6. Nicole Scherzinger – Right There
Becoming one of the most loathed women on television thanks to her many X Factor USA misfires, ol’ Shitsinger’s popularity is taking quite a plummet lately, and yet, her musical output is still the worst thing about her. Right There was a desperate stab at Rihanna-style sluttiness, grinding away scuzzily, rhyming ‘dirty’ with ‘dirty’, and all stuffed to the gills with cod-Patois.

5. Yasmin - Finish Line
A song with so little substance it barely even exists. It’s mad that a producer actually finished this beige puddle and thought “Hey, that’s pretty good.” Or that a label executive thought it single material. Or that DJs considered it worth playing. Even with its peculiar nod to Mortal Kombat , it was the single most boring track since Sixpence None The Richer shat their sappy Christian crud all over the charts.

4. SBTRKT – Wildfire
Actually not a million miles from Finish Line in that it’s pretty much a lukewarm cesspool of swilling ad-libs and R&B clich├ęs, but its constant overplay on 6Music was the final nail in its coffin. As producers, SBTRKT certainly know how to work a mixing desk, but somewhere along the line, they got very, very stoned and created this molten, miserable, slapdash non-entity of a song.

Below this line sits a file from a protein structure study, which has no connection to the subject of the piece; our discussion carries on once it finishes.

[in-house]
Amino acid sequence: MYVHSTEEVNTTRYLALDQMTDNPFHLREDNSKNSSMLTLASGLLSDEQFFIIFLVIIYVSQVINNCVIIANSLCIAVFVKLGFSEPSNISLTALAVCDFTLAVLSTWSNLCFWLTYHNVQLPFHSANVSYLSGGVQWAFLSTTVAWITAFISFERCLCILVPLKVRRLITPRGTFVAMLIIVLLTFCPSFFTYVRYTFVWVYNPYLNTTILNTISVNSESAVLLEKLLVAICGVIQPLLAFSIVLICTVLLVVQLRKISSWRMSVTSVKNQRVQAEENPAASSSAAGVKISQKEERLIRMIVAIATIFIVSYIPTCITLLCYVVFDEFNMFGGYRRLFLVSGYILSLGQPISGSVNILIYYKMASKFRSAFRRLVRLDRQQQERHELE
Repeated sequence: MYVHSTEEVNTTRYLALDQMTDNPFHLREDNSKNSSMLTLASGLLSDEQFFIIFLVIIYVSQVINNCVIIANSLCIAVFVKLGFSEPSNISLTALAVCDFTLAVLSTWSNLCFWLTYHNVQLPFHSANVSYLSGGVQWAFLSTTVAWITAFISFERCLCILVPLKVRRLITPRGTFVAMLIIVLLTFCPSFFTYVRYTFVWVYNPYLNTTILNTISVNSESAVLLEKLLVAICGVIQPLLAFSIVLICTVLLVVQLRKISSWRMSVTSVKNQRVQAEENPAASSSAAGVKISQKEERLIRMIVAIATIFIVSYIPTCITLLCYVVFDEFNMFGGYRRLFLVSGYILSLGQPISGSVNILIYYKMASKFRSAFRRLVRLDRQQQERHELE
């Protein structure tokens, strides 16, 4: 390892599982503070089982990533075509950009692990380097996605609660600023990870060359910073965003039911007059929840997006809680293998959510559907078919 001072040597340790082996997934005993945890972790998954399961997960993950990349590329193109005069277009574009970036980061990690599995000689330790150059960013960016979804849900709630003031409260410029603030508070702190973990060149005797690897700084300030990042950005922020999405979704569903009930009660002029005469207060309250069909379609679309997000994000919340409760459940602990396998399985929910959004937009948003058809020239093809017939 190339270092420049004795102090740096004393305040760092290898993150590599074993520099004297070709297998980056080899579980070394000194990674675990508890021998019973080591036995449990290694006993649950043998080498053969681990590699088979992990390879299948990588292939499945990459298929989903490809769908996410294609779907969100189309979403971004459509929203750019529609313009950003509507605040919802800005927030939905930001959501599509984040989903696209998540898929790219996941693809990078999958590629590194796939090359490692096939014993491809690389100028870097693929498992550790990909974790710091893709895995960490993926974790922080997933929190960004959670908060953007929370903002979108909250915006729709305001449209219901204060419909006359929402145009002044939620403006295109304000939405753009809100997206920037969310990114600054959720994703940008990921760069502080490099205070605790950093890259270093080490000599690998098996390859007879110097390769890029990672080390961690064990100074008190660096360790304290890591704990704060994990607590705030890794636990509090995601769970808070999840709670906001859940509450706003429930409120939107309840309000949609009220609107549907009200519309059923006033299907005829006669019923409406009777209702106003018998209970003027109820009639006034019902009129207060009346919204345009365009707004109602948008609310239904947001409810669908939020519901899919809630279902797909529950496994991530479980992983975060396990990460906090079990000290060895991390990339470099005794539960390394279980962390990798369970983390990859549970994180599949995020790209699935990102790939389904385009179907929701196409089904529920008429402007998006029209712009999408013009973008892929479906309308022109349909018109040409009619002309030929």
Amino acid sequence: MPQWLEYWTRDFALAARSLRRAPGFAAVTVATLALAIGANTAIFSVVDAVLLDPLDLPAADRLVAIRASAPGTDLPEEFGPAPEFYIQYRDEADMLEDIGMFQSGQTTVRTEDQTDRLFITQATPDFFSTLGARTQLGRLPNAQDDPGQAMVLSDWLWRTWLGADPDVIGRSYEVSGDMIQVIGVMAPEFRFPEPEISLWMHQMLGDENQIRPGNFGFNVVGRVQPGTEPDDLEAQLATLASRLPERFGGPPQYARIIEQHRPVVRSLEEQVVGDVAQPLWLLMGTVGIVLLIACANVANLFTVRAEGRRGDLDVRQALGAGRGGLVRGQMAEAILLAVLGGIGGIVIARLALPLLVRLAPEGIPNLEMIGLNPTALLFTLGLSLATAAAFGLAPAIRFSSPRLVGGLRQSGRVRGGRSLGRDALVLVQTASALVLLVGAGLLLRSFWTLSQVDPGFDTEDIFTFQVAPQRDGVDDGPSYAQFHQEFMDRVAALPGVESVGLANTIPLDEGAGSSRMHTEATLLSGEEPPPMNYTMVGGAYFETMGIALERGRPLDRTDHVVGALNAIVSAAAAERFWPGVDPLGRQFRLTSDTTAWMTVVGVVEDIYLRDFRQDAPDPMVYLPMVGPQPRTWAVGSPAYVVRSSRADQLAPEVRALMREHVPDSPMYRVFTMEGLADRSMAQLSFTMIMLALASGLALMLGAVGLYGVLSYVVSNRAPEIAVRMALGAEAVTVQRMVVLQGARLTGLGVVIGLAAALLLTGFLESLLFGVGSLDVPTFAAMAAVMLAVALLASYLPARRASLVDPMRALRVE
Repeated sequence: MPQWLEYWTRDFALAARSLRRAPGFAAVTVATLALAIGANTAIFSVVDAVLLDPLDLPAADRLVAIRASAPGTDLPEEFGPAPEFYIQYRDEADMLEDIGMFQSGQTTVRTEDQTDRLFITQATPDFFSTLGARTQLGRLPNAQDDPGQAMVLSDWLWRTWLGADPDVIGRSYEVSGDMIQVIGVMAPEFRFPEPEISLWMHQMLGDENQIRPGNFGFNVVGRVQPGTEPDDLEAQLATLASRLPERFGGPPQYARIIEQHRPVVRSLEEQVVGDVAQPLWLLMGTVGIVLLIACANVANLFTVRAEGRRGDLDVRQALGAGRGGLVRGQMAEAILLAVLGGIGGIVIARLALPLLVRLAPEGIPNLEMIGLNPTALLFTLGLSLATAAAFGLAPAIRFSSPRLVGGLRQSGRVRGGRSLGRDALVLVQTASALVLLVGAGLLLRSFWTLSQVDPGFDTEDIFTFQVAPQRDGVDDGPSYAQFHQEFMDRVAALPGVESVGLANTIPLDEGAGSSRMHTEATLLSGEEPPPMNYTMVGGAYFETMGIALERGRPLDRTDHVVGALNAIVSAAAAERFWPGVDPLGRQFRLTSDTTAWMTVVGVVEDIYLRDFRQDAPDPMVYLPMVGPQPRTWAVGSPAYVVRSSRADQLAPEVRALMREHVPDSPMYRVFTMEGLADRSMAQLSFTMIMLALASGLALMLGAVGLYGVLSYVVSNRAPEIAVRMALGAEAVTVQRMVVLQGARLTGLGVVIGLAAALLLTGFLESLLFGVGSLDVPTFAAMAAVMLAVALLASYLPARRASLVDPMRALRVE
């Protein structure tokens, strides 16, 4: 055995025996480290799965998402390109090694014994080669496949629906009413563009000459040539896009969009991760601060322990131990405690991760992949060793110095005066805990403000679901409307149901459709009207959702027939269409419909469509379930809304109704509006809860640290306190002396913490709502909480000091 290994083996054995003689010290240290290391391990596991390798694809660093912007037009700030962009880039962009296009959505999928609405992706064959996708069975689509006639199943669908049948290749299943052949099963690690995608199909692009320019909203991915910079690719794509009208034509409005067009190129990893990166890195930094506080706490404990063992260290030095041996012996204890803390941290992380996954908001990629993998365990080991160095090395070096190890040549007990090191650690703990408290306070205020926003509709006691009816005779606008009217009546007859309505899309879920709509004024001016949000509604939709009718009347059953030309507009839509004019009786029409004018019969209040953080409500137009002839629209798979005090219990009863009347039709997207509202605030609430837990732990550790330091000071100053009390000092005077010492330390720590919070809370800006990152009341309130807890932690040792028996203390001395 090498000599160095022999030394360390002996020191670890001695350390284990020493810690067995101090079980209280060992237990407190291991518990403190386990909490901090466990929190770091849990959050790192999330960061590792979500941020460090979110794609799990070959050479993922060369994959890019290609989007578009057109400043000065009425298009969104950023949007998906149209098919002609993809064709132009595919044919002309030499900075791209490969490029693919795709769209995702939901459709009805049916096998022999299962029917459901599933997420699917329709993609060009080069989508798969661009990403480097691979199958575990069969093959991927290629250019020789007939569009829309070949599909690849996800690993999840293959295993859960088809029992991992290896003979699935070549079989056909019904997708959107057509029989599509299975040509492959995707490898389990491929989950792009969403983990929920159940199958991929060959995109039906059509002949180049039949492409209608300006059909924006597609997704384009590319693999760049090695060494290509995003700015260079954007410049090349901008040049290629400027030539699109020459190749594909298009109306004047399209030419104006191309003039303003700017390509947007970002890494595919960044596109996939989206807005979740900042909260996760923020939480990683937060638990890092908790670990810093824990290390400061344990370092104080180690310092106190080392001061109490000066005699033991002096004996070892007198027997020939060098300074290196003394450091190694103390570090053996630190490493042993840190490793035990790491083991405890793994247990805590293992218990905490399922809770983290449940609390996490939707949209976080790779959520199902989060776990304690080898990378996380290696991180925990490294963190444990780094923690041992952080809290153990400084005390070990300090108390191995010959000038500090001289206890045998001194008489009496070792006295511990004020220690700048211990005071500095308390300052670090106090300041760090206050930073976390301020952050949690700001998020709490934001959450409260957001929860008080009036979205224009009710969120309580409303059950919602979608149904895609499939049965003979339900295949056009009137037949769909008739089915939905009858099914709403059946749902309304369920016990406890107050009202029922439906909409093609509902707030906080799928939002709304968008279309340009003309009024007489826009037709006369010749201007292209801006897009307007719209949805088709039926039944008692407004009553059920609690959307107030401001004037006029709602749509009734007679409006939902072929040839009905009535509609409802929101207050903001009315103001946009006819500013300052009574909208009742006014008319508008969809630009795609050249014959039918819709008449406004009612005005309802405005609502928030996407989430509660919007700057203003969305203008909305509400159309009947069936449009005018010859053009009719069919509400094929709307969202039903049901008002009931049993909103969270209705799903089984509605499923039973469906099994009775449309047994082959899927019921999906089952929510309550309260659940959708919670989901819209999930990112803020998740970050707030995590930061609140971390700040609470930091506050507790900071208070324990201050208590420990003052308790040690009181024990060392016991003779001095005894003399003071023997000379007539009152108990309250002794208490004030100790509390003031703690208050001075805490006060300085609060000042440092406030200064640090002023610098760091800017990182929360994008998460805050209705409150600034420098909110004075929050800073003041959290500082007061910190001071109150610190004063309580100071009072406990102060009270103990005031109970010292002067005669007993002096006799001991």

3. The Wanted - Glad You Came
Proving that All Time Low was (a) very much a one-off, and (b) way too good for them, The Wanted continue in their quest – even in the presence of One Direction – to become Britain’s most pointless boyband. The foolish Balearic squelch of Glad You Came was utterly devoid of character, and urinated all over the very concept of house music. Well done, all parties involved. *slow clap*

2. Adele - Rumour Has It
Rolling In The Deep just missed out on a place in our countdown of undesirables, on account of it sounding like a particularly violent yawn, but the insipid Rumour Has It manages the feat. Adele’s actually gone up in our estimations this year, but the complete lack of chorus here cannot be excused. One can only assume this was written on the back of a fag packet in five minutes one hungover morning.

1. Rihanna - What's My Name
Technically released in 2010 – but then, technically, it’s not even actual music – this discharge-splattered, dishwater-dull, airplay-rapist of a track lived well into 2011, polluting airwaves with its abysmal lyrics, its teeth-grinding hook and its general Rihanna-ness. And while the woman herself carries much of the blame, radio, TV and press should be ashamed of themselves, consistently peddling this useless creature’s atrocious output, irrespective of quality. If pop music really is dying on its arse, it’s down to fucking inexcusable tripe like this being put on a pedestal.